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FE904 2011 Florida Population Growth Is Third Largest in United States ... But Still Not Close to Pre-Recession Levels1Rodney L. Clouser2 1. This is EDIS document FE904, a publication of the Food and Resource Economics Department, Florida Cooperative Extension Service, Institute of Food and Agricultural Sciences, University of Florida, Gainesville, FL. Published March 2012. Please visit the EDIS website at http://edis.ifas.u.edu 2. Rodney L. Clouser, professor and associate chair, Food and Resource Economics Department, Florida Cooperative Extension Service, Institute of Food and Agricultural Sciences, University of Florida, Gainesville, FL 32611.The Institute of Food and Agricultural Sciences (IFAS) is an Equal Opportunity Institution authorized to provide research, educational information and other services only to individuals and institutions that function with non-discrimination with respect to race, creed, color, religion, age, disability, sex, sexual orientation, marital status, national origin, political opinions or aliations. U.S. Department of Agriculture, Cooperative Extension Service, University of Florida, IFAS, Florida A&M University Cooperative Extension Program, and Boards of County Commissioners Cooperating. Millie Ferrer-Chancy, Interim DeanIntroductione US Census Bureau released new population growth estimates for all states in December 2011. ese growth estimates measure the change in population between July 1, 2010 and July 1, 2011 and should not be confused with the 2010 population estimates for the decennial census taken on April 1, 2010. e new population estimates reveal that Floridas population growth is increasing at a more rapid pace again, although not back to the levels of annual growth from the 1990s through the mid-2000s. Overall, from July 1, 2010 to July 1, 2011 Floridas population increased by almost 219,000 people, which was the third largest increase in all US states. On a percentage basis, Floridas population growth was the eighth largest (1.2%).US Population Growthe US Census Bureau estimated that between July 1, 2010 and July 1, 2011, the US population increased by 2.26 million people (Table 1 ). e fastest growing region was the South, which accounted for about 52 percent of the countrys total growth. e slowest growing region of the country was the Northeast, with a total population growth of just over 155,000 people. Rhode Island and Michigan were the only two states with population declines during this period.Floridas Population GrowthFloridas total population growth of 219,000 during 2010 ranked third behind Texas (421,215, 1st) and California (353,714, 2nd) in the United States. Florida remains the fourth largest state in the country. e data also reveal that if Florida maintains this growth rate and if New York maintains its current growth rate, Florida will surpass New York as the third most populated state in the country sometime in the 2013 timeframe. e top ten states in total population growth are presented in Table 2 On a percentage basis, Floridas population growth rate of 1.2 percent ranked as the eighth fastest in the country. e fastest growth rate was in Washington, D.C. at 2.2 percent, followed by Texas at 1.7 percent and Utah at 1.5 percent. e top ten states in percentage population growth are presented in Table 3 .Implications for Floridae increase in Floridas population growth between 2010 and 2011 is most likely related to continued improvements in the national and state economies, allowing people to relocate who may have been place-bound because it was dicult to sell their homes. However, the increase in population still remains around 60 percent of the typical level prior to 2006. Also, based on census data, the growth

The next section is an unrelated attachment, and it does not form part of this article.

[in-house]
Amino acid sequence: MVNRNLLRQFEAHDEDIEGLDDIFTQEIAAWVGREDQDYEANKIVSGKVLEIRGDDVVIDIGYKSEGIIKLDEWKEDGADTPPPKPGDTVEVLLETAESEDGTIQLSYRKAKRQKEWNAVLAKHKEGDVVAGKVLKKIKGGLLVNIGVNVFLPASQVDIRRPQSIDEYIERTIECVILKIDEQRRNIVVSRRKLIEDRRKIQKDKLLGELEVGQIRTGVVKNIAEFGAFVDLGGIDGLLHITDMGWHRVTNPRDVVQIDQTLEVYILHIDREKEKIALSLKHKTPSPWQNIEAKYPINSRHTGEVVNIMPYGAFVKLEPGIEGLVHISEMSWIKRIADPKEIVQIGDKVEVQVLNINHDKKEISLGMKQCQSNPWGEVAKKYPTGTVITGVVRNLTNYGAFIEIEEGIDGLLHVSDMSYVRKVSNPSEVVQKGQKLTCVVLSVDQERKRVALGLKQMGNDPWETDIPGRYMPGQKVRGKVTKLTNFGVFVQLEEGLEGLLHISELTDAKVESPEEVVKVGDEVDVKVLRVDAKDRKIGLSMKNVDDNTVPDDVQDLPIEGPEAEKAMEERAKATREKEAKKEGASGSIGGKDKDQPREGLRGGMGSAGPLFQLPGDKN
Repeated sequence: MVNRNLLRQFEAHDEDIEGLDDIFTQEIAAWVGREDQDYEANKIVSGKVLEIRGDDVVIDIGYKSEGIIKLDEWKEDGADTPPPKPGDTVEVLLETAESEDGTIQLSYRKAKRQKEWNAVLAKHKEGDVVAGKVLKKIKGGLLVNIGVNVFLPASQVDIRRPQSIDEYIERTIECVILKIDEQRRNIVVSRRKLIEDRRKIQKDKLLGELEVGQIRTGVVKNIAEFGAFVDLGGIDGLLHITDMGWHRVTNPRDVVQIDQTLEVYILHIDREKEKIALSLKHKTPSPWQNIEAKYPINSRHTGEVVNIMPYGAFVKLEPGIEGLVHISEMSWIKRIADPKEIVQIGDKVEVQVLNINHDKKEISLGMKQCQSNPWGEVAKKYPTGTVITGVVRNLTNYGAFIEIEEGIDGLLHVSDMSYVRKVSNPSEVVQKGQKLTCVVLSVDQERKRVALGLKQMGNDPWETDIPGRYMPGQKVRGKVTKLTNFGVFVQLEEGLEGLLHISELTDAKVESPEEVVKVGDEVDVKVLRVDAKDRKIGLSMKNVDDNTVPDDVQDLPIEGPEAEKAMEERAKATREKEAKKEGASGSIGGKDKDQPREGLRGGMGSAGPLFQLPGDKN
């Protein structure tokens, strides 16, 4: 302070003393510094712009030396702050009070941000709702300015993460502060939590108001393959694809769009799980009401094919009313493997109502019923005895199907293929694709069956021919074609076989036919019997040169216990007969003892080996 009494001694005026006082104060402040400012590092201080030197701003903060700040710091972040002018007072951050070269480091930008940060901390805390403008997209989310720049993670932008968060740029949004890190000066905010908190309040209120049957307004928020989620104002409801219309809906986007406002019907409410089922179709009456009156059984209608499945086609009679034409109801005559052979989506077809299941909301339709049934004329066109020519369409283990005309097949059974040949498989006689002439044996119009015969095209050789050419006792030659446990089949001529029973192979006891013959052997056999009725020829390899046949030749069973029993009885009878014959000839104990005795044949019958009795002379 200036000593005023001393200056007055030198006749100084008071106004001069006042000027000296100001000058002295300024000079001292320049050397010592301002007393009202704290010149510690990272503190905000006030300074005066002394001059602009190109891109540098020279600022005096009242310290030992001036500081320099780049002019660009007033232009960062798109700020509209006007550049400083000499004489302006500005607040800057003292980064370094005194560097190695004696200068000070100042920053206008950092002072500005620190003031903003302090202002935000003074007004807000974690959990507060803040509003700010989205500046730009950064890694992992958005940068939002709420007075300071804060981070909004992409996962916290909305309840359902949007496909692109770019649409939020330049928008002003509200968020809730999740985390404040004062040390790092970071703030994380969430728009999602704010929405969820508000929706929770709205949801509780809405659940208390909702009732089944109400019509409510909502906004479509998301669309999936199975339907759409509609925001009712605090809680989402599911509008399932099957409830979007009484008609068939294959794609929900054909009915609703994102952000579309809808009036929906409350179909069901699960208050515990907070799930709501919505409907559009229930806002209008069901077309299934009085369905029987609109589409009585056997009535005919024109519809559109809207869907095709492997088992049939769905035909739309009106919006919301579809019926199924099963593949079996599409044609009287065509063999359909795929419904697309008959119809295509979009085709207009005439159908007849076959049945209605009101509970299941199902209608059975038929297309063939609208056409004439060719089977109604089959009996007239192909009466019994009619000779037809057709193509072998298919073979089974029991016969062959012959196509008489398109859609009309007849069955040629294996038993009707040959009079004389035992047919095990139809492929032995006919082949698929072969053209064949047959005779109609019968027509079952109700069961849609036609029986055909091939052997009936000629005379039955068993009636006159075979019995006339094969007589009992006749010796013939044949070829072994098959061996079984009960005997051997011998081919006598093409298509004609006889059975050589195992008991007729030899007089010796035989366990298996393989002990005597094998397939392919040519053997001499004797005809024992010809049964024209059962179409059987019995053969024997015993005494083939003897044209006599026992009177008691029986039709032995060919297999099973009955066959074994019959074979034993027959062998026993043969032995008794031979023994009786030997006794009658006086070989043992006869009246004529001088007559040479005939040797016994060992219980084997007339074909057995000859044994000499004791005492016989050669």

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2 from 2010 to 2011 is smaller than the growth experienced from 2009 to 2010 in the state. at most likely is indicative of the fragile nature of the national and state economic recovery since the recession, which is still expected to take more time (maybe 18 to 24 months) before approaching the pre-2006 levels, particularly in terms of employment/job growth. Still, the growth increase is welcome news, especially for some components of the states economy when compared to growth rates well below 200,000 people per year from 2006 to 2009. While the road to full recovery for the building and housing construction market and the sale of existing homes appears a long way o, population growth improvements over the past couple of years may be benecial to these hard-hit areas of the states economy. e largest component of Floridas growth rate over the period 2010 was due to migration. Over 80 percent of the population growth (176,634) was from migration, with about 61 percent coming from domestic migration (from other states in the United States) and about 39 percent from abroad. In other words, new residents from abroad accounted for nearly four of every ten new residents in the state. Population growth presents challenges as well. Diversication in the state population requires adapting services to meet the needs of people based on culture, work ethics, and family structure. Sustainable population growth also implies the need for increased employment opportunities in the state. Gains were reported in employment in Florida in 2011, but the state unemployment rate still remains about 10 percent, or 1.5 to 2 percent higher than the nation. Of course, growth in state population also brings questions and concerns from some: Will the growth pay for itself in terms of services needed? Where will the growth occur in the state? Will the growth pattern be compact and not spread out (sprawl)? How will resources such as land and water be allocated?ReferencesHarrington, J. 2011. Wells Fargo: Florida economy to grow slowly, but still outperform national average. Tampa Bay Times October 11. http://www.tampabay.com/news/business/realestate/article1196107.ece e Conference Board. 2011. Slow growth next year and into next decade: Chief Economist Bart van Ark discusses e Conference Board Global Economic Outlook 2012. CNBC Europe (November 11). http://www.conferenceboard.org/spotlight/ US Census Bureau, Population Division. 2011. Estimates of Resident Population Change for the United States, Regions, States, and Puerto Rico and Region and State Rankings: July 1, 2010 to July 1, 2011. NST-EST2011-03, United States Census Bureau, Washington, D.C. (December). http://www. census.gov/popest/data/state/totals/2011/index.html US Census Bureau, Population Division. 2009. Annual Estimates of the Resident Population for the United States, Regions, States, and Puerto Rico: April 1, 2000 to July 1, 2009. NST-EST2009-01, United States Census Bureau, Washington, D.C. (December). http://www.census.gov/ popest/data/historical/2000s/vintage_2009/index.html